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Shock as historic pub in Kilburn is demolished with no warning and without permission

PUBLISHED: 19:16 08 April 2015 | UPDATED: 13:39 13 April 2015

Carlton Tavern pub as it was being demolished

Carlton Tavern pub as it was being demolished

Archant

A historic pub in Kilburn has been demolished today despite the council rejecting an application to bulldoze the building and replace it with flats.

Patsy Lord had no idea the pub was going to be demolishedPatsy Lord had no idea the pub was going to be demolished

Passersby stared in amazement as two bulldozers tore into Carlton Tavern in Carlton Vale, destroying its shell and all its contents including a wide screen television, darts trophies, pictures, and a pint glass left on a table.

No safety precautions had been put in place resulting in concerns about security of nearby buildings and if the utilities had been switched off prior.

Patsy Lord, the pub’s landlady, rushed to the scene from her home in Maida Vale after she was alerted to the demolition and told she needed to move her son’s car.

After opening for business on Monday and hosting an Easter quiz, she was told the pub would be closed for an ‘inventory.

Carlton Tavern pub demolished without council permissionCarlton Tavern pub demolished without council permission

Ms Lord said: “It’s heart breaking. There was no warning.

“I thought they were going to dig the back garden.”

Lorna Gethin, a customer who lives in Kilburn Park Road, said: “It was a hub for the community.

“I used to come here with my parents when I was little. Trophies have been won by the local darts team, all that has gone.”

The pub still had all its contents inside (Pic credit: Mike Cunningham)The pub still had all its contents inside (Pic credit: Mike Cunningham)

Carlton Tavern was sold last year to CLTX before they put in a planning application to Westminster Council for the building to be demolished and replaced with a pub at ground level and 10 residential units over four floors.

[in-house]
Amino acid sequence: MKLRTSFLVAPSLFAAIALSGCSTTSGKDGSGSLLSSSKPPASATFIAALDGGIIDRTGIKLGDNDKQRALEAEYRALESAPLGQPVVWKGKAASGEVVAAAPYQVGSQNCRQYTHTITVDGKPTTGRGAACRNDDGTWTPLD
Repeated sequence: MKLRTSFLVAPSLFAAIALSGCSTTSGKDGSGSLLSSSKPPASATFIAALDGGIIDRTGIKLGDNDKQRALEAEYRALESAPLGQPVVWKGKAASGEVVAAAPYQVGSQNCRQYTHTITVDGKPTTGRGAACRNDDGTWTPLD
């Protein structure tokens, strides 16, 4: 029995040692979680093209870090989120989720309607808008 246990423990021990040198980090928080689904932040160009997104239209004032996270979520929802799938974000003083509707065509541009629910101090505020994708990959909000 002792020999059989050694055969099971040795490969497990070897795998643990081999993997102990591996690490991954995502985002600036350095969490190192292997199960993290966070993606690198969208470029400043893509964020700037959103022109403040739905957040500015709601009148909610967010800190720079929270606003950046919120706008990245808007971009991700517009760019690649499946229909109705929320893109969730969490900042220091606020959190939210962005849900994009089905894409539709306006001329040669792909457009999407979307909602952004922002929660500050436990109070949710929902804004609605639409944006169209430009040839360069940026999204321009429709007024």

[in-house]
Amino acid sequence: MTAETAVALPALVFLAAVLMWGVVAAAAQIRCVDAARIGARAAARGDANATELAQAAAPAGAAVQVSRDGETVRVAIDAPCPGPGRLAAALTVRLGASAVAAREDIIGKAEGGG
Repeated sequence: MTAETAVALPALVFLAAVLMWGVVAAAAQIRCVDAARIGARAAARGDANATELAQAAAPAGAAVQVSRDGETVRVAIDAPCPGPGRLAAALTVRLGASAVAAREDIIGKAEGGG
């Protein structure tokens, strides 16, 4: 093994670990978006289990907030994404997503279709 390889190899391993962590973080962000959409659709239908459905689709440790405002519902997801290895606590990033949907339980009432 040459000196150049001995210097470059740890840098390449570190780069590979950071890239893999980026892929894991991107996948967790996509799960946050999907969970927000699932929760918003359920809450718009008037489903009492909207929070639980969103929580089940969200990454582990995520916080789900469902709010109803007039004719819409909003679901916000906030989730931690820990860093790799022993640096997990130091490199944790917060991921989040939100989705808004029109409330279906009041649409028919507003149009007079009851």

The plans were rejected on the basis that the bulk, height and detailed design of the new development “would be detrimental to the view from the adjacent Maida Vale Conservation Area and view from the nearby recreation ground where it was a gateway to the park.

Gary White, from Elgin Avenue, Maida Vale, said: “Maybe they think by demolishing it they can get their planning permission through quicker.”

Maida Vale councillor Jan Prendergast added: “They do not have permission to do this. I am absolutely furious.

The pub before it was demolished (Pic credit: Flickr/Ewan Munro)The pub before it was demolished (Pic credit: Flickr/Ewan Munro)

“The council will take very strong measures against them. It’s not safe and I’m appalled for the residents who live here.”

A council spokeswoman confirmed to the Times the demolition had taken place without permission and enforcement officers had attended the scene once they were alerted.

She added: “The council will be seeking legal advice concerning whether any future action is legally possible.

“Pubs play an important role in our local community.”

A spokeswoman for Historic England, previously known as English Heritage, told the Times there were plans to recommend the pub be given a grade II listing pending approval from the Department for Culture Media and Sport.

She added: “The Carlton Tavern built in 1920-21 for Charrington & Co, probably by Frank J Potter, was an early inter-war improved public house, carefully detailed and built of good quality materials, showing the vision of a leading London brewery.

“It was laid out as an improved pub with a public bar, and originally off sales, a saloon, and unusually a luncheon and tea room. The site was remarkably well-preserved externally and internally, it displayed the hierarchy of rooms in their fixtures, fittings and decorative treatment and retained all its external signage.

“Few pubs were built at this date and fewer survive unaltered. It also had great historical interest as an improved pub, illustrative of growing concern at raising the reputation of public houses, by providing family facilities and reducing drunkenness.”

The Times has contacted the company believed to be the agent of CLTX and are still awaiting a response.

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